Throughout the year, I was contacted for some minor decisions at school – prom being a major focus. At this time, my boyfriend was selected to be on Prom Court. I thought it was absolutely awesome; he was popular, funny, talented, and smart if he really wanted to be. I remember he came up to me, excited about finding out about his nomination and said, “This is way better than being Class President any day.” Umm…what? I asked him to explain, and he went into detail about why Prom Court held more weight than being Class President. It hurt me because I didn’t understand why he would even mention it if that’s how he truly felt. Especially, why would he say it to me?
Moving forward into college, I dealt with the same thing. Being involved in more than enough organizations, I was always busy, dabbling in both the social and arts communities. I was so used to being involved while in high school that I felt that I should leave my mark while in college as well. My boyfriend at the time used to bash me for being so involved and how my organizations didn’t do anything really to help the community. This, naturally, led to a number of arguments.
“Do something for the community if you feel like we’re not doing anything!” I’d yell.
He’d rebut, “I do help the community…” with some BS excuses that really didn’t leave a super huge “community” mark.
The competition even moved forward into my 20s. Whether some guy was attracted to me or thought I was cute, my boyfriend would have to find a reason to tell me what girls wanted him, how much they flirted with him, what all the girl would do to get his attention, how they persistently approached him. WHO CARES.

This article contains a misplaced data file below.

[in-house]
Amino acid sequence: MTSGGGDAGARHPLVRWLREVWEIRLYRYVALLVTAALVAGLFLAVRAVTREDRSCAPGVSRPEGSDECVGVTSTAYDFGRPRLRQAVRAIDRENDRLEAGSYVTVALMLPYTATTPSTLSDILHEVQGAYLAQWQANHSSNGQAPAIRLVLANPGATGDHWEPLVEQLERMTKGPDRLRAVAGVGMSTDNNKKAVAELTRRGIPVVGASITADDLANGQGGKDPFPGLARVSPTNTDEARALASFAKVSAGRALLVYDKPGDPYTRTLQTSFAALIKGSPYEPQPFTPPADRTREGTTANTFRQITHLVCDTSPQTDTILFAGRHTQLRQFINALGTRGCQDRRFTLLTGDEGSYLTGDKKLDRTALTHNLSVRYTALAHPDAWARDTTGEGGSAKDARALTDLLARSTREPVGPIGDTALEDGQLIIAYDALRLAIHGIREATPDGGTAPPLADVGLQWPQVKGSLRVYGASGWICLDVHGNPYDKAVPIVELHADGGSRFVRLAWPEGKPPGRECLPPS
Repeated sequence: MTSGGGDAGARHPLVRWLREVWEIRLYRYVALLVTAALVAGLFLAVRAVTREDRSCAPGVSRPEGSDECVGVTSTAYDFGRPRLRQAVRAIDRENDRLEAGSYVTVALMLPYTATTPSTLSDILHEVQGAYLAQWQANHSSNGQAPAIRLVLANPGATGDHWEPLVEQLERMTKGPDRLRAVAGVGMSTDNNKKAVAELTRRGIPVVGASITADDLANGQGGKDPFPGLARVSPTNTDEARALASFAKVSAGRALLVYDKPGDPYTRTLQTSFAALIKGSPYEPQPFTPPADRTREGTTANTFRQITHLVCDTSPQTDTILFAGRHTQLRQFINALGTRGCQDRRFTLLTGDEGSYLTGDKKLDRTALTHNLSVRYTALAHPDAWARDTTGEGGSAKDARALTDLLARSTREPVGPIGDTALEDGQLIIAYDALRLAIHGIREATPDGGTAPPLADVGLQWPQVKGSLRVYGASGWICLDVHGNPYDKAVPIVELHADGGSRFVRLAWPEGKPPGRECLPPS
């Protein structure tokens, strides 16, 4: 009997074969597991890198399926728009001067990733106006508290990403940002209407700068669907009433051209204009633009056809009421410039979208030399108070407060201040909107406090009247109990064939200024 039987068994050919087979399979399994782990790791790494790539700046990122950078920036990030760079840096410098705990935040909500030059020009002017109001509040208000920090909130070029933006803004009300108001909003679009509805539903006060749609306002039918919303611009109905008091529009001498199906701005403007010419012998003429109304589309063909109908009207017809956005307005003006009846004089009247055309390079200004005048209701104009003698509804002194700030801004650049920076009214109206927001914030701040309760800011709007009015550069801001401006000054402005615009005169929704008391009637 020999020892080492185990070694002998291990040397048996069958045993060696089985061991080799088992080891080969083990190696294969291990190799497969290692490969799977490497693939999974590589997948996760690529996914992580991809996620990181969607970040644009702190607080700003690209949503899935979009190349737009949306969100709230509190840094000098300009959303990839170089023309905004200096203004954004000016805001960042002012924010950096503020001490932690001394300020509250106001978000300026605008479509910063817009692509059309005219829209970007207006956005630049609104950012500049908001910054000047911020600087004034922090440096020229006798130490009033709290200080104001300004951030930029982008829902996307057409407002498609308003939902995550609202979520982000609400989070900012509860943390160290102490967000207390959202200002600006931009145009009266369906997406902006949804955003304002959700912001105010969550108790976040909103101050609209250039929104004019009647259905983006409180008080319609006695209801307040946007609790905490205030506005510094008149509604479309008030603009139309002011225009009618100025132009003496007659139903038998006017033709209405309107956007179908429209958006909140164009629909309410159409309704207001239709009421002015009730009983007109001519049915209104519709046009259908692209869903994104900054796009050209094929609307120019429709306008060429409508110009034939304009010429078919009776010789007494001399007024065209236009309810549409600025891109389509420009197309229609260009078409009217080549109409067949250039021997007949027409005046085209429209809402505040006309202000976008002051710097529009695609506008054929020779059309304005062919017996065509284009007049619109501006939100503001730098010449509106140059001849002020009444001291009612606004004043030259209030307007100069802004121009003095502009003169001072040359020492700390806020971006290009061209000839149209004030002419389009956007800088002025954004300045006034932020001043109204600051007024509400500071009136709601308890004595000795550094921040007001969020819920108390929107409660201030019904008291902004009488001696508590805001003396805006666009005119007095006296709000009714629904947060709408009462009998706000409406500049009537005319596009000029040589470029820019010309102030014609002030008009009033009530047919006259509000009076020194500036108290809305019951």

Competitions continued and became much harder. I had a man in my life compare himself with the pursuit of my dreams and asked which one I wanted more. No person should ever have to deal with that. If you do, the person doesn’t really love you and isn’t really there for your best interests. Nonetheless, I had scales bought as “gifts” so that I could weigh myself in cases where “I started slipping” for a man who was so concerned about my weight more than his own. My career choices were questioned, my livelihood was questioned, all for the sake of some man to feel better about himself…for some twisted, stupid reason.
It took me years to realize how much I attracted Competitors until I dated a guy in my mid-20s who used my career-determination to self-motivate. It was refreshing to know that there were men in the world who would not feel intimidated by my on-the-go mentality, that we could actually encourage one another to do better. This is when I truly realized how much we, as women, allow for competitive men to hold us back.
Still, I do not believe that these men should live alone their entire lives. If you happen to be a woman in love with a Competitor, embrace his personality. It’s better to know who he is now rather than later when you won’t have any control. Learn the type of person he is, but find a way to maintain your sense of self. Or, if you’re a more fiery woman, have fun competing. Maybe it’ll help keep you both on your toes and add some spice in the relationship. If so, have fun, but definitely count me out.